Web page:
10 Designing a Customer-Driven Marketing Strategy Marketing management is the art and science of choosing target markets and building profitable relationships with themWhat customers will we serve?How can we best serve these customers?Now that the companyfully understands itsconsumers and the marketplace, itmust decide which customers it willserve and how it will bring them value.
11 Designing a Customer-Driven Marketing Strategy Selecting Customers to ServeMarket segmentation refers to dividing the markets into segments of customers Target marketing refers to which segments to go afterNote to Instructor:
12 Designing a Customer-Driven Marketing Strategy Choosing a Value PropositionValue proposition Set of benefits or values a company promises to deliver to customers to satisfy their needs
14 Designing a Customer-Driven Marketing Strategy Marketing Management OrientationsProduction concept is the idea that consumers will favor products that are available or highly affordable
15 Designing a Customer-Driven Marketing Strategy Marketing Management OrientationsProduct concept is the idea that consumers will favor products that offer the most quality, performance, and features. Organization should therefore devote its energy to making continuous product improvements.
16 Designing a Customer-Driven Marketing Strategy Marketing Management OrientationsSelling concept is the idea that consumers will not buy enough of the firm’s products unless it undertakes a large scale selling and promotion effort
17 Designing a Customer-Driven Marketing Strategy Marketing Management OrientationsMarketing concept is the idea that achieving organizational goals depends on knowing the needs and wants of the target markets and delivering the desired satisfactions better than competitors do
18 Designing a Customer-Driven Marketing Strategy Marketing Management OrientationsSocietal marketing concept is the idea that a company should make good marketing decisions by considering consumers’ wants, the company’s requirements, consumers’ long-term interests, and society’s long-run interestsDiscussion QuestionsWhat companies can you identify with social Marketing?What do these companies do that ties to the societal marketing concept?Students might be familiar with many different companies that practice societal marketing through their Corporate Social Responsibility (CSR) initiatives. Students might be familiar with local retailers who are also involved in societal marketing. (Target, TOMS shoes). They will note that these companies donate, contribute, or offer services to charities and not-for-profit organizations.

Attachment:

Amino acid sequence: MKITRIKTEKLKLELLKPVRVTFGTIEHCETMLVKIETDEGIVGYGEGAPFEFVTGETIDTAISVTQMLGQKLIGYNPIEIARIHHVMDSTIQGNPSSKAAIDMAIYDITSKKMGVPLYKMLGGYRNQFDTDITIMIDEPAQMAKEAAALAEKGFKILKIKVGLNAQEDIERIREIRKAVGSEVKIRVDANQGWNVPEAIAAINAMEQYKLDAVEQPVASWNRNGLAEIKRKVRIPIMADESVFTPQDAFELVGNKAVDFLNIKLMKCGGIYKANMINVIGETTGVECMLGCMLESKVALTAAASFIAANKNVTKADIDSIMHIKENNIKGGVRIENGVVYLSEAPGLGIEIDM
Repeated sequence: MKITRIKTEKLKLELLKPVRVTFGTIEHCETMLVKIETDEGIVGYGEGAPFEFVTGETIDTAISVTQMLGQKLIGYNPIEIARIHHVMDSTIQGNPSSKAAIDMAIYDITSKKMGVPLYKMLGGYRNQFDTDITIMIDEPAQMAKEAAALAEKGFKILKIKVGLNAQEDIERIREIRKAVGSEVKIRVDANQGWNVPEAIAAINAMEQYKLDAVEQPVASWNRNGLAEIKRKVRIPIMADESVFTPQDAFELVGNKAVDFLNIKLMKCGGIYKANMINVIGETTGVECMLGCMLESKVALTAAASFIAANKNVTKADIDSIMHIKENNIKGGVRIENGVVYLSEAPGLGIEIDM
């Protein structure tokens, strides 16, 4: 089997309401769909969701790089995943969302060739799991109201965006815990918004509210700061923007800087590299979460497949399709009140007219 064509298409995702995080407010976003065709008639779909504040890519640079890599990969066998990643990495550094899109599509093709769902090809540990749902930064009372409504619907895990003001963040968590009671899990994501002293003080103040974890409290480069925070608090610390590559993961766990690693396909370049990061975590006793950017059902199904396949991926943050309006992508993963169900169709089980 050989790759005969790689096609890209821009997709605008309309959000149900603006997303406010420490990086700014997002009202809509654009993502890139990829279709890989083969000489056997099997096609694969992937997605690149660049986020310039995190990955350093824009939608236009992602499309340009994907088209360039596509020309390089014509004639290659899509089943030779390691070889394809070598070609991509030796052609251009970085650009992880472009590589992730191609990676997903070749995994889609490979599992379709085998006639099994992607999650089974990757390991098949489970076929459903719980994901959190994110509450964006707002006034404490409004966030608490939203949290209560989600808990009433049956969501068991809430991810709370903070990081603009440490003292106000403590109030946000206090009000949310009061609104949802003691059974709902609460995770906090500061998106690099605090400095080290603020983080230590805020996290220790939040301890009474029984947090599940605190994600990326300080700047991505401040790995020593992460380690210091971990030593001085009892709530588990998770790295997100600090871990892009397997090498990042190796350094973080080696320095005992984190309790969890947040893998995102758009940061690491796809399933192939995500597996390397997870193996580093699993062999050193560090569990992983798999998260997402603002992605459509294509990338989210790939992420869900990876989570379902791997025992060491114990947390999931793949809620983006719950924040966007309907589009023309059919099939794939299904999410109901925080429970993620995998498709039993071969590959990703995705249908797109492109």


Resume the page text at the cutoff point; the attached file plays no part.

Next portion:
19 Designing a Customer-Driven Marketing Strategy Note to InstructorThis slide shows companies should balance three considerations in setting their marketing strategies.Johnson & Johnson does this well. Johnson & Johnson would rather take a big loss than ship a bad batch of one of its products. Consider the tragic tampering case in which eight people died in 1982 from swallowing cyanide-laced capsules of Tylenol, a Johnson & Johnson brand. Although Johnson & Johnson believed that the pills had been altered in only a few stores, they recalled all of their product and launched an information campaign to instruct and reassure consumers. The recall cost the company $100 million in earnings.In the long run, however, the company’s swift recall of Tylenol strengthened consumer confidence and loyalty, and today Tylenol remains one of the nation’s leading brands of pain reliever.Discussion QuestionAsk students about other companies that have had serious problems with their products? How have these companies bounced back?